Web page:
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Publication numberUS3565258 A
Publication typeGrant
Publication dateFeb 23, 1971
Filing dateJun 6, 1969
Priority dateJun 6, 1969
Also published asDE2024635A1, DE2024635B2
Publication numberUS 3565258 A, US 3565258A, US-A-3565258, US3565258 A, US3565258A
InventorsArdis R Lavender, Finley W Markley
Original AssigneeAtomic Energy Commission
Export CitationBiBTeX, EndNote, RefMan
External Links: USPTO, USPTO Assignment, Espacenet
Parallel flow hemodialyzer
US 3565258 A
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Description  (OCR text may contain errors)

United States Patent [72] Inventors Ardis R. Lavender 3,228,877 1/1966 Mahon 210/321X North Riverside; 3,362,540 1/1968 Bluenile, Jr 210/321 Finley W. Markley, Naperville, 111. OTHER REFERENCES 5; H 3 5 2 Kolff, w. J. Dialysis Becomes Practical," a publication of l 1 m C. H. Boehringer Sohn, lngelheim Am Rhein, pp. 4, 19, 27, [45] Patented Feb. 23, 1971 34 36 and 37 relied on [73] Assignee the United States of America as represented by the United States Atomic Energ Primary Examiner-Frank A. Spear, Jr. Commission Att0rneyRo1and A. Anderson [54] PARALLEL FLOW HEMODIALYZER 3 cl i 6 D i Fi ABSTRACT: A hemodialyzer with semipermeable membrane 8 I tubes arranged in parallel. The tubes lead to dialysate U. u C I s s s v e s s s s s s s s s s s s s s s s 1 blood manifolds one on each side of the tubes by epoxy resin [5 1 e 0 earc surrounding each cellophane albe- The tubes are closely 23/25 packed with dialysate flowing through them and blood flowing around them. Tube supports within the tubes provide flow [56] ggfiif: i NT paths for both the dialysate and the blood while flaps on the U S A E s outside of each tube prevent peel stress due to blood flow 2,664,395 12/1953 Marchand 210/321 from destroying the epoxy bonds Z6 "ates-=1? 515 .'=i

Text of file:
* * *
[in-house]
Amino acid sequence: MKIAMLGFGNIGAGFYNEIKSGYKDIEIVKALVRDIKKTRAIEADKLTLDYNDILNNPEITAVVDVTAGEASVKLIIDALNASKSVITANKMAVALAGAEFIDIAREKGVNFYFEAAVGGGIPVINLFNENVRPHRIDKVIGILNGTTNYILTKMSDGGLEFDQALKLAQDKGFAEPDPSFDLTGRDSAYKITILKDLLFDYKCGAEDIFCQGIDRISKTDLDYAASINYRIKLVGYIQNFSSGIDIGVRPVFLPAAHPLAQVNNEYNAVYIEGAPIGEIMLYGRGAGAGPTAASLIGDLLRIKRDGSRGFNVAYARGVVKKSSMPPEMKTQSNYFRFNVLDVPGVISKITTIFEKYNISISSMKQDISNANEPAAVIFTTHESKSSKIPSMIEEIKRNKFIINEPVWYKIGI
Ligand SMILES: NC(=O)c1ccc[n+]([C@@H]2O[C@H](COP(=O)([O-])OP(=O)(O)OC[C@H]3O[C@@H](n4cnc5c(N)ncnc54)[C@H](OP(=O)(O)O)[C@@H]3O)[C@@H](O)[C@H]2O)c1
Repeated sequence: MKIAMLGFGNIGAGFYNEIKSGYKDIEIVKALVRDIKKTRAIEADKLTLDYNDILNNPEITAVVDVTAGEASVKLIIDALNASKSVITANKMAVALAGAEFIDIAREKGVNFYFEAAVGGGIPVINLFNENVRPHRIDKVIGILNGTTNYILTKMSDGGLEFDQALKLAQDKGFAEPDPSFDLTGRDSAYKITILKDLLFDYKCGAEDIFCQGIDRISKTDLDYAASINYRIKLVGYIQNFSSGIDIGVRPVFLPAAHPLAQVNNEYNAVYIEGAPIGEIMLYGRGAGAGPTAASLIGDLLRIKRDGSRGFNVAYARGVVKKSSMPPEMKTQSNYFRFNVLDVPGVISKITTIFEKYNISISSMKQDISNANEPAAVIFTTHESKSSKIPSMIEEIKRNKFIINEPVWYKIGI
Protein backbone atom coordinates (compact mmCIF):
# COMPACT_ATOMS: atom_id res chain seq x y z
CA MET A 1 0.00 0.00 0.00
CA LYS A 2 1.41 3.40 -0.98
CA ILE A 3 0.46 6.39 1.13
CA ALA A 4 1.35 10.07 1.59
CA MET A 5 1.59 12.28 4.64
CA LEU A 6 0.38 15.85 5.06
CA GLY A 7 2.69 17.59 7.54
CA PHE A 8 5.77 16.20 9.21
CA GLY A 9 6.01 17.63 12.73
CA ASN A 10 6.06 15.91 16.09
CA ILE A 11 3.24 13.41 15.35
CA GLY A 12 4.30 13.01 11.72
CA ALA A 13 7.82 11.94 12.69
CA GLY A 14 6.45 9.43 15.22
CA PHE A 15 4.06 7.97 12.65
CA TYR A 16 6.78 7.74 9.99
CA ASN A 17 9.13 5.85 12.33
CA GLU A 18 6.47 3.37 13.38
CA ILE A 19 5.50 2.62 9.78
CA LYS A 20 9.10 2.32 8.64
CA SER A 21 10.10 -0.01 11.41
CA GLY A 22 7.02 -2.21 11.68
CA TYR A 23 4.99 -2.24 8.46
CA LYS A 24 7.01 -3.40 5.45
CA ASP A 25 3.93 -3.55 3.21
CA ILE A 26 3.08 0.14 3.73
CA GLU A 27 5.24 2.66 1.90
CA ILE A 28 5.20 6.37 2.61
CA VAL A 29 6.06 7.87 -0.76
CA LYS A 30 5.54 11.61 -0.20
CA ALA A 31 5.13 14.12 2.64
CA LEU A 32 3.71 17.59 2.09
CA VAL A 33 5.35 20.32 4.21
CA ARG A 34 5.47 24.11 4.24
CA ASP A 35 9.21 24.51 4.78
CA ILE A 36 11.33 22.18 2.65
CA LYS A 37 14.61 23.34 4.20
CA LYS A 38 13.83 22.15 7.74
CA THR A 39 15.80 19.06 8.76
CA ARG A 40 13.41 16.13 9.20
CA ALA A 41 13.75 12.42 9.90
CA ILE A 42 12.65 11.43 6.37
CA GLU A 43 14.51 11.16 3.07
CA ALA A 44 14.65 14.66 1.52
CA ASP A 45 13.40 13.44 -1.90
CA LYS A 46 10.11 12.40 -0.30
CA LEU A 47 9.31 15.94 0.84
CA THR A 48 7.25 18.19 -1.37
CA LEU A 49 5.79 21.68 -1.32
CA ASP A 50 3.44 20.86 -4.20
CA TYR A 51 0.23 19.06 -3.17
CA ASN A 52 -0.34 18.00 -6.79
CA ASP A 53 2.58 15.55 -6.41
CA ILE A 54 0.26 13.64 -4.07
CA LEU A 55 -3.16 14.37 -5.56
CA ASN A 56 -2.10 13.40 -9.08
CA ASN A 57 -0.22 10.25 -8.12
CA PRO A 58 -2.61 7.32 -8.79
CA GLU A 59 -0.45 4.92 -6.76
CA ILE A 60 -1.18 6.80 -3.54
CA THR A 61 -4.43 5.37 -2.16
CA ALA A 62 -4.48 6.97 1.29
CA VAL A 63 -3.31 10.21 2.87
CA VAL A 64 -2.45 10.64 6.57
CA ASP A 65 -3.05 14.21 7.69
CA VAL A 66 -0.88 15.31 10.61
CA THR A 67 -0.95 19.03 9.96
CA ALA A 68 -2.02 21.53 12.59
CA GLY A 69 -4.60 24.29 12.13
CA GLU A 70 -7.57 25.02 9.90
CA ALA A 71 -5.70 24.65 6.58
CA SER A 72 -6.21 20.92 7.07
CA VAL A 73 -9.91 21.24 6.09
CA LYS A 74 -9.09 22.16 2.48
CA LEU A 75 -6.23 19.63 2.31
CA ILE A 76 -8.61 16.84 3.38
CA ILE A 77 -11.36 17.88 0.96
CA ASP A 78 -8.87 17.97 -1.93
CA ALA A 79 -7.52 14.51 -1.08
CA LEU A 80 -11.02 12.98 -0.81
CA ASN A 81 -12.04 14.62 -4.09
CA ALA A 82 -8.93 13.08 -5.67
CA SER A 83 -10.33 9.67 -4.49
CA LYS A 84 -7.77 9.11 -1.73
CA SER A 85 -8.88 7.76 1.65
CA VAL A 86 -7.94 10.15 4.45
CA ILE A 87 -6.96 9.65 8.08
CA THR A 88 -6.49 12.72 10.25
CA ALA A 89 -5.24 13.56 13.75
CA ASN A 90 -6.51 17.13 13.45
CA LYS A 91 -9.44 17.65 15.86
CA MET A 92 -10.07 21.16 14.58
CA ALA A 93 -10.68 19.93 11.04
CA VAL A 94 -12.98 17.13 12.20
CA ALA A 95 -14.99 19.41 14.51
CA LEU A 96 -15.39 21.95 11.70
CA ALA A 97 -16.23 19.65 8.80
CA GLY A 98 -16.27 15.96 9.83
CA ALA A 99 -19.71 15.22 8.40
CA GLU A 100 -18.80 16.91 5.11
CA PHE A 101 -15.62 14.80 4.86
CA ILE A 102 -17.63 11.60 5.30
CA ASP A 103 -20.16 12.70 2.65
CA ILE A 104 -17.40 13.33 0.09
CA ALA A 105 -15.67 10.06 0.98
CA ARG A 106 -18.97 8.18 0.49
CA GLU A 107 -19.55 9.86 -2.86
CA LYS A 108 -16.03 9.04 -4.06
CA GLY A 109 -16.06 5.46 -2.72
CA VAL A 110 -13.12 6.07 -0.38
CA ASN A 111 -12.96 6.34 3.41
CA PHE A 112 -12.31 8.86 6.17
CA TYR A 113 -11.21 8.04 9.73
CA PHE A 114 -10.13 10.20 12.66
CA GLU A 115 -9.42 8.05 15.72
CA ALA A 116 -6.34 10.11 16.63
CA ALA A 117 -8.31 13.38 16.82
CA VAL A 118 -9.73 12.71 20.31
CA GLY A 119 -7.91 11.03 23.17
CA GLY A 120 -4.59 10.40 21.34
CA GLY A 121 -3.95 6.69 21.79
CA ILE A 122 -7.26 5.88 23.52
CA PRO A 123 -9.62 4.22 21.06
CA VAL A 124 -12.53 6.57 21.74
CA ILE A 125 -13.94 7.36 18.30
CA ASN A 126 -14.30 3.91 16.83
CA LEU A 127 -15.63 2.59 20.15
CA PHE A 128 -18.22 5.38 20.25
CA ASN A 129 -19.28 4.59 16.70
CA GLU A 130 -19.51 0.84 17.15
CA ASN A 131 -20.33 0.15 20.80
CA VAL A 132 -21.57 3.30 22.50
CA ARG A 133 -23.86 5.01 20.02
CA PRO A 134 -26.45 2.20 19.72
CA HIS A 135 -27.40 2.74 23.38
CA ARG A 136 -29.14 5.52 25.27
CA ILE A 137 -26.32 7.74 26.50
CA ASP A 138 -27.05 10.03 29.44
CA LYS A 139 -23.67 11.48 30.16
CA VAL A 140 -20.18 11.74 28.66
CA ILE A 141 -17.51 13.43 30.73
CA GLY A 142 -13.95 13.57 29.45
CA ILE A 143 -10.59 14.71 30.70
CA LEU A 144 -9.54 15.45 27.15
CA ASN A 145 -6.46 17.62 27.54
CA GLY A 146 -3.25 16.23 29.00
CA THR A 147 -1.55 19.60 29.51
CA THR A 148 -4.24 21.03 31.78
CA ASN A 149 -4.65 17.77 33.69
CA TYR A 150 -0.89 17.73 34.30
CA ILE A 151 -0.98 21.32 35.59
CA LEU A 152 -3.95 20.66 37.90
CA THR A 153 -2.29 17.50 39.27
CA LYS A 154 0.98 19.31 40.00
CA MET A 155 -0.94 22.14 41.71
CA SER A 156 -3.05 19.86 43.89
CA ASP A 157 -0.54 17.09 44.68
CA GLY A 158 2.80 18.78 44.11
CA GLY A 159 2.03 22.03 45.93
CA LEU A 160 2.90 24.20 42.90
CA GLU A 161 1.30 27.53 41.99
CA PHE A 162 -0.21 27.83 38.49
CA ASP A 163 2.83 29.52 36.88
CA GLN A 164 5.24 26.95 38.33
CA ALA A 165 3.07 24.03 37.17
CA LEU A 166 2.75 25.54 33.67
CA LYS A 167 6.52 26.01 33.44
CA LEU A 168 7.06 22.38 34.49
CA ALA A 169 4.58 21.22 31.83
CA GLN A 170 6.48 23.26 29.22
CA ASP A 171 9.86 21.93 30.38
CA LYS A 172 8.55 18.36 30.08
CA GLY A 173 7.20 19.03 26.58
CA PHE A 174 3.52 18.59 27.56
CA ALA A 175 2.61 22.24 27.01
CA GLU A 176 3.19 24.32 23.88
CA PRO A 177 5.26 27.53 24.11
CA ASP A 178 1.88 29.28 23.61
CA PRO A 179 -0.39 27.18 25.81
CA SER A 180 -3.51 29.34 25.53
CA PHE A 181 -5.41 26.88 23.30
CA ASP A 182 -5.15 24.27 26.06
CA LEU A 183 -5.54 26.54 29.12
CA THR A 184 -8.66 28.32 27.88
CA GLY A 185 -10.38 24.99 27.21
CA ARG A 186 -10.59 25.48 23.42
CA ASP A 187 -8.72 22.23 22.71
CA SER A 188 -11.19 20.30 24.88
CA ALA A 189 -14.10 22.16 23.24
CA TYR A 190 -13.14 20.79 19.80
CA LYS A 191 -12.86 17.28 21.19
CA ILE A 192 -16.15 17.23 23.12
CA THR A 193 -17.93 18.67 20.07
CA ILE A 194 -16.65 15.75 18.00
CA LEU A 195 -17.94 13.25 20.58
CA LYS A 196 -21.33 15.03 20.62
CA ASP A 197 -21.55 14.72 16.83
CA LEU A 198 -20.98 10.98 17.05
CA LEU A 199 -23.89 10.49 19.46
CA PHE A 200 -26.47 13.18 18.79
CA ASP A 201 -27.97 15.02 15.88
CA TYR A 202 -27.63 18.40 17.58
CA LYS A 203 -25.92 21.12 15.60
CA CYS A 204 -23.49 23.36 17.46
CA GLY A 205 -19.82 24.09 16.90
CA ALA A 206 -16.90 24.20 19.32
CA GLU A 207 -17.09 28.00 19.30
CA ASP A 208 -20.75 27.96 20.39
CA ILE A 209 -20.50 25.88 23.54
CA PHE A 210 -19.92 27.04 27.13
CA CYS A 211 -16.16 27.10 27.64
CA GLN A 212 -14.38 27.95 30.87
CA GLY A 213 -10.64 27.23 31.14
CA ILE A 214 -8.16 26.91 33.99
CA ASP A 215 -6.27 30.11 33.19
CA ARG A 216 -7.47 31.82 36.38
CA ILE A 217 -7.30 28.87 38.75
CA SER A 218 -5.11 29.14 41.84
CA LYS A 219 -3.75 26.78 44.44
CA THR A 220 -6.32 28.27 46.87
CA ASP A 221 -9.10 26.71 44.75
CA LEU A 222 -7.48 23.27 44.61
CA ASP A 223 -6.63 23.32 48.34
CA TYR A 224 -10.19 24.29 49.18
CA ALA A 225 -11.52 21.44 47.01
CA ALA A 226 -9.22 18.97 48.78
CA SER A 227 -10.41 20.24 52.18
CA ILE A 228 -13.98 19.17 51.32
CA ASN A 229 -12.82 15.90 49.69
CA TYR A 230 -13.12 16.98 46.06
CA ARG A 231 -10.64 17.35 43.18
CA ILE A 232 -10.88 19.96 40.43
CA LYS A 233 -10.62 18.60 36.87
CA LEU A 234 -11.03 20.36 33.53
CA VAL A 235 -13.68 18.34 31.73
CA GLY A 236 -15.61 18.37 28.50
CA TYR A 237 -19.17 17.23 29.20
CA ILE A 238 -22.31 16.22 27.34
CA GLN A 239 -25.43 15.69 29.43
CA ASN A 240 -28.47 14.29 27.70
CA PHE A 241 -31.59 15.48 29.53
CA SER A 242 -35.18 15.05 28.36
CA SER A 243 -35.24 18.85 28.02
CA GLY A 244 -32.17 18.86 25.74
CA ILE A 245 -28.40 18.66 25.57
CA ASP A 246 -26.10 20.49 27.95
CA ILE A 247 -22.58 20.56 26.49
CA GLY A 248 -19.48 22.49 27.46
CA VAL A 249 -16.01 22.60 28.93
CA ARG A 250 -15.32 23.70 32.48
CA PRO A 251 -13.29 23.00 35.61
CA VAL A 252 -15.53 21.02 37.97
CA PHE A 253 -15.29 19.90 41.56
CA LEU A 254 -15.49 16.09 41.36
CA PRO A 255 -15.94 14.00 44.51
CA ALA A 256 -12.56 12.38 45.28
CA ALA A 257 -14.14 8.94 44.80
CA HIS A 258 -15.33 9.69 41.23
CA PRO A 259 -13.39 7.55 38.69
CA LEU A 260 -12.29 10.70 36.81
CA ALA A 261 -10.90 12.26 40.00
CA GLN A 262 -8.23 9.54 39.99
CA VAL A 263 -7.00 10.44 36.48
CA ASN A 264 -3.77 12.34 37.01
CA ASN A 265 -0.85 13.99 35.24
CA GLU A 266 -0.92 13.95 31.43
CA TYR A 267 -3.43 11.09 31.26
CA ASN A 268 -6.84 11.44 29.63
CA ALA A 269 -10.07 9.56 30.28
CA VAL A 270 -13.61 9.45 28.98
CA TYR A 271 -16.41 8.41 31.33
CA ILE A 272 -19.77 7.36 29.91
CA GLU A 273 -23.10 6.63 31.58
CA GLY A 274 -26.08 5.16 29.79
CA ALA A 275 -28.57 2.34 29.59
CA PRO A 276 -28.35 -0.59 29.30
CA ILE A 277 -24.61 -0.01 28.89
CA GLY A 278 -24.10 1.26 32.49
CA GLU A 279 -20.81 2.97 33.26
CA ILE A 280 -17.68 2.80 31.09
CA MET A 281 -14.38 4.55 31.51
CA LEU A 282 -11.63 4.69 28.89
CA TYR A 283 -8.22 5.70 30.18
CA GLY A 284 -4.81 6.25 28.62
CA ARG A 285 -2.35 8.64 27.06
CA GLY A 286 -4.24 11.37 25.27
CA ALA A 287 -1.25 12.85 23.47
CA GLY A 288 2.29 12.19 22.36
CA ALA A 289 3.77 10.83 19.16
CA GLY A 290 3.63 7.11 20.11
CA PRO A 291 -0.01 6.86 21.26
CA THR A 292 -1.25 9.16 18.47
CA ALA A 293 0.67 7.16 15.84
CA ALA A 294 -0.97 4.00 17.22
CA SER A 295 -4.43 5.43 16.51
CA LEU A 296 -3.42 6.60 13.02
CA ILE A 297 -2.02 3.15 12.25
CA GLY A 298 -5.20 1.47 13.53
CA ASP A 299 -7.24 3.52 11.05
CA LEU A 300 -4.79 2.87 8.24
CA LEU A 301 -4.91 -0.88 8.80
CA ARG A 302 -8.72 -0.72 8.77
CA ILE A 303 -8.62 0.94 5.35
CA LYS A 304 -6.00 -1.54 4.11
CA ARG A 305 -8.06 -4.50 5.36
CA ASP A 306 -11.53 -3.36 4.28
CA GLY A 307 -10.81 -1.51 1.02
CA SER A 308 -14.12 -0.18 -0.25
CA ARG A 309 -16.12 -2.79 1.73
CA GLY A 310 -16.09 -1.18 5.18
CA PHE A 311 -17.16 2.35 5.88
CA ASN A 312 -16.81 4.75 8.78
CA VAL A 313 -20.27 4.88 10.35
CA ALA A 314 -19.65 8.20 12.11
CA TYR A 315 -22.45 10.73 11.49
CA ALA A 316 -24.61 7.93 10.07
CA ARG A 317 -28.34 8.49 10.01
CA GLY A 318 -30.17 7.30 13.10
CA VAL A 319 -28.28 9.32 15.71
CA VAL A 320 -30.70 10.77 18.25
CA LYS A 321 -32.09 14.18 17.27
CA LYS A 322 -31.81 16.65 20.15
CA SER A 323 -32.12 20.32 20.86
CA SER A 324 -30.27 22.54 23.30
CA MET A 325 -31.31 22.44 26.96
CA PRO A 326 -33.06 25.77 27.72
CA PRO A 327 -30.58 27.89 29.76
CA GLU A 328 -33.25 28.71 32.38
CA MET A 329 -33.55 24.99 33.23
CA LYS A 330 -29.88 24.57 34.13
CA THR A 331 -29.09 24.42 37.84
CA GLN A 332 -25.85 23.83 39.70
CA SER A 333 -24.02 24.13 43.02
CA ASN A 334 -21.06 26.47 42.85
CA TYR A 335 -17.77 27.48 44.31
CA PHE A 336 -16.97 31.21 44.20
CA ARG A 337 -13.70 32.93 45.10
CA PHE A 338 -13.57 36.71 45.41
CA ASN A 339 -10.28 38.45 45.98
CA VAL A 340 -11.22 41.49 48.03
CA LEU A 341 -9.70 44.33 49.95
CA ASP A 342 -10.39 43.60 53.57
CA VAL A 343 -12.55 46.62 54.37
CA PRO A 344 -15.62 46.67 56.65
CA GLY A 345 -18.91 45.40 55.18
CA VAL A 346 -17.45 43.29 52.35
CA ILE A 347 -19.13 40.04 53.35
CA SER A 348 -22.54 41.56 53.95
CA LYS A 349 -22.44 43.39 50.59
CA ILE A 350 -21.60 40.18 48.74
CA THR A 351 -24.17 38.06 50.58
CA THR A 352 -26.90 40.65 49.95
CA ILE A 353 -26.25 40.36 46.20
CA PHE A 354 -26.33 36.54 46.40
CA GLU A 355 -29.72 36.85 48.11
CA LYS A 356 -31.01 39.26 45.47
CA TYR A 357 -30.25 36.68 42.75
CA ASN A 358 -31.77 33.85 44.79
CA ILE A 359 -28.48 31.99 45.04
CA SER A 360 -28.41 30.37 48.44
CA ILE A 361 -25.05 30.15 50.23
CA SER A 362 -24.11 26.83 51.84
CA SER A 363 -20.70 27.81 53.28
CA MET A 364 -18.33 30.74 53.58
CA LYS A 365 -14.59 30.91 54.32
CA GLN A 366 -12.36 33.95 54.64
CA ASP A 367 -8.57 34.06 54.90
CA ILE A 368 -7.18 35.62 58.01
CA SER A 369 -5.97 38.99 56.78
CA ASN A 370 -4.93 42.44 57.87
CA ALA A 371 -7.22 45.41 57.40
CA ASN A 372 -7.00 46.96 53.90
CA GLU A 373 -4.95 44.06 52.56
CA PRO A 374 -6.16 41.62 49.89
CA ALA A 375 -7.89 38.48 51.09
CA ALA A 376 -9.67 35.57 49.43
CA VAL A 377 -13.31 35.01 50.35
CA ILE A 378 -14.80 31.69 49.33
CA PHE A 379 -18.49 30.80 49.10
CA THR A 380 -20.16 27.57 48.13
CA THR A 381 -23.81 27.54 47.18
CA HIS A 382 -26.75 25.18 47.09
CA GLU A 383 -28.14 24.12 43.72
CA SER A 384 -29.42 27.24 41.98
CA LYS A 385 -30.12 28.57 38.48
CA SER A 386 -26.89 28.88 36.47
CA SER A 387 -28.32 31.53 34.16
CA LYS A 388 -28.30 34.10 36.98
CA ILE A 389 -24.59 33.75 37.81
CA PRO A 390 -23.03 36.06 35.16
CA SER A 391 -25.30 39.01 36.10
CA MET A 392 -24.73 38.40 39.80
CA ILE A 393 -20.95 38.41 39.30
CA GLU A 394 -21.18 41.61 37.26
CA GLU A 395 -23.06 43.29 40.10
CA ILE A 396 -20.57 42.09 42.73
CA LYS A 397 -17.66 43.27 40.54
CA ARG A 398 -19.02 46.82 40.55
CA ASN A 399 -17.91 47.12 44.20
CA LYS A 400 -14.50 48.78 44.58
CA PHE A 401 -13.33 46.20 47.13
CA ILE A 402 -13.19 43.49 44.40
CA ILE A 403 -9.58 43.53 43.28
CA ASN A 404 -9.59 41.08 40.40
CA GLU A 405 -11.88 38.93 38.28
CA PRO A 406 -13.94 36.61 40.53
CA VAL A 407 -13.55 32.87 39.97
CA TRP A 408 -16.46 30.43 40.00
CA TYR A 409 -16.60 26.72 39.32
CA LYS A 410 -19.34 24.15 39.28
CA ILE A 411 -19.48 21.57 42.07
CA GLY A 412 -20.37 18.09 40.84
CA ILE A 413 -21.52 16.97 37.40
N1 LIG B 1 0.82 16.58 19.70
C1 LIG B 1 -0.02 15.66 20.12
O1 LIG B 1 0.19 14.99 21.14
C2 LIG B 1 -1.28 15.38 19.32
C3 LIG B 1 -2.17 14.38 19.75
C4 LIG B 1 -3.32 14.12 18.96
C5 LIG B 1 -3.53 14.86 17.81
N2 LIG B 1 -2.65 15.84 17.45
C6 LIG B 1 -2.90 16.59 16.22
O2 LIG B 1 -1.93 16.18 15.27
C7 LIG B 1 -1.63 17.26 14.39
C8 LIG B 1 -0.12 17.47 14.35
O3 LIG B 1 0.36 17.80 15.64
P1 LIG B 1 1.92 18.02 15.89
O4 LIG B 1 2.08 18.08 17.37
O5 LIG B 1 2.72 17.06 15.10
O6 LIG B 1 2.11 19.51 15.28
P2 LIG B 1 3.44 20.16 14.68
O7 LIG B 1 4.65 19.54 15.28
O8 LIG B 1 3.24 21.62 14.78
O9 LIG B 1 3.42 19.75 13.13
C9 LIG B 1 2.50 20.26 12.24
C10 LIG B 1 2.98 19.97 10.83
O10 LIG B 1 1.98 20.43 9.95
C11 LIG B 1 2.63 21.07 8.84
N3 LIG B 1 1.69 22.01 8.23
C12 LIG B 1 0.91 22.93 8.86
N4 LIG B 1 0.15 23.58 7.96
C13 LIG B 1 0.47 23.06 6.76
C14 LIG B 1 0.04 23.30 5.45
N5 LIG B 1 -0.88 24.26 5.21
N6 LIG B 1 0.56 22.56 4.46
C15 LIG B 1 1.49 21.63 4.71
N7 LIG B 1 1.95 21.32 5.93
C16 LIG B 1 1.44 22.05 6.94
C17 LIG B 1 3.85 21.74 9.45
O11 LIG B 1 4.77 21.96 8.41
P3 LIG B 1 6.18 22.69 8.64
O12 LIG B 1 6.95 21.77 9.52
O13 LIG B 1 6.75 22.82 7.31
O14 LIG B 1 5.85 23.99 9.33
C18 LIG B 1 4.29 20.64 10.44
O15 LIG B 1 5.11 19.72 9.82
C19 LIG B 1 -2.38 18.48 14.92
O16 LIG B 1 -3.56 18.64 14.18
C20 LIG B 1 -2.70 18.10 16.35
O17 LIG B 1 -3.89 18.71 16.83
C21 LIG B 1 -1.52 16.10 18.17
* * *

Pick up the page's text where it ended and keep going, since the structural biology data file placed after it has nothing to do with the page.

t 'fff igga poooooooosq" I8 28 ,ZZ 26 PALLEL FLOW HEMODIALYZER CONTRACTUAL ORIGIN OF THE INVENTION The invention described herein was made in the course of,

or under, a contract with the UNITED STATES ATOMIC This invention relates to an apparatus and method for extracorporeal hemodialysis and more particularly to hemodialysis with a small disposable unit usable in the home.

Hemodialysis is a proven and life saving therapy for people with chronic renal failure. At the present time, hemodialysis is costly, time-consuming and complex. Hemodialysis for each patient usually costs from $10,000 to $25,000 per year and requires skilled medical and technicalpersonnel and also occupies valuable hospital bed space. It has been estimated that an annual increment of 50,000 people each year would benefit from hemodialysis therapy if it were economically and technically feasible, but at the present time,only about 900 persons are receiving treatment in the United States.